PHPUnit Bootstrap and Autoloading classes

The PHPUnit Bootstrap is perfect when there is code to be run before tests are executed. The limitation however is there can only be one bootstrap per PHPUnit configuration file.

This is an issue if there are a set of classes that need to be included – we don’t want to manually include every class every test could possibly need.

PHP’s Autoloading feature comes to the rescue, allowing us to seamlessly include classes as they’re required for tests.

The old way

Normally, you would have to include all the dependencies of classes you wish to test:

include_once('../classes/Foo.php');
include_once('../classes/Bar.php');
include_once('../classes/Baz.php');
// ... ad infinitum

class FooTest extends PHPUnit_Framework_TestCase{
    public function testNewFoo() {
        $foo = new Foo();
        // ...
    }
}

The PHPUnit Bootstrap way

Instead, we can let PHPUnit know we want to run a bootstrap file before tests are executed:

<phpunit bootstrap="bootstrap.php">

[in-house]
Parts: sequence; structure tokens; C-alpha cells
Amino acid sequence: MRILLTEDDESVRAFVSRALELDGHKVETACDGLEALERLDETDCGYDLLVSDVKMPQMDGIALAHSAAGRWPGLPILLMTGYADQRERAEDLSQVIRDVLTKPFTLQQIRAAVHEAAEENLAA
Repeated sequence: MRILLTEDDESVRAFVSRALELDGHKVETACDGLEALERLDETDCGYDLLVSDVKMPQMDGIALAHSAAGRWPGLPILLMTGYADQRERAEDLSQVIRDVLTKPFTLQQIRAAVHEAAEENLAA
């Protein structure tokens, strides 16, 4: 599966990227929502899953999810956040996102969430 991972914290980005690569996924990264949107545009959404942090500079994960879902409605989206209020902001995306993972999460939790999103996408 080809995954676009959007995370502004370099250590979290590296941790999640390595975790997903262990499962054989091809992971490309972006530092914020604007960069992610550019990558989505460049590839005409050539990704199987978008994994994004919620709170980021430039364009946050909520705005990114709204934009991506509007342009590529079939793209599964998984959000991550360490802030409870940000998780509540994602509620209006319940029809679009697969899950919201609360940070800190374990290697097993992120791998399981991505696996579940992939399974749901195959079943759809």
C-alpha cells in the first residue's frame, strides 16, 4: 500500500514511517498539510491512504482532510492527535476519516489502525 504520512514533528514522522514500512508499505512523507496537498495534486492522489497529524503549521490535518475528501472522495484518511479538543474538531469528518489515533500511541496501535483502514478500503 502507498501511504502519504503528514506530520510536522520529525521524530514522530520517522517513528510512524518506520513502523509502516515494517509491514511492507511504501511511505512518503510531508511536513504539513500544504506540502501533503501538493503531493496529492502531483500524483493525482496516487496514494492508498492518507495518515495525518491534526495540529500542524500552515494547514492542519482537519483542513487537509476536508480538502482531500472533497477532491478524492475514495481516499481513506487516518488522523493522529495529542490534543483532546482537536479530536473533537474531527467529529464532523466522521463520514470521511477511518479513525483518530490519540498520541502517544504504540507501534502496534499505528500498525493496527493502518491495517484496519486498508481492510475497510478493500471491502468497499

</phpunit>

Simply save this as phpunit.xml in the same directory as where you run your tests.

The Autoloader

In a file called AutoLoader.php, we’re going to use PHP’s autoloading feature to include classes as they’re needed:

[Note: This requires a certain file-name convention of files. The filename should be the same as the class name (with the .php extension)]

class AutoLoader {

    static private $classNames = array();

    /**
     * Store the filename (sans extension) & full path of all ".php" files found
     */
    public static function registerDirectory($dirName) {

        $di = new DirectoryIterator($dirName);
        foreach ($di as $file) {

            if ($file->isDir() && !$file->isLink() && !$file->isDot()) {
                // recurse into directories other than a few special ones
                self::registerDirectory($file->getPathname());
            } elseif (substr($file->getFilename(), -4) === '.php') {
                // save the class name / path of a .php file found
                $className = substr($file->getFilename(), 0, -4);
                AutoLoader::registerClass($className, $file->getPathname());
            }
        }
    }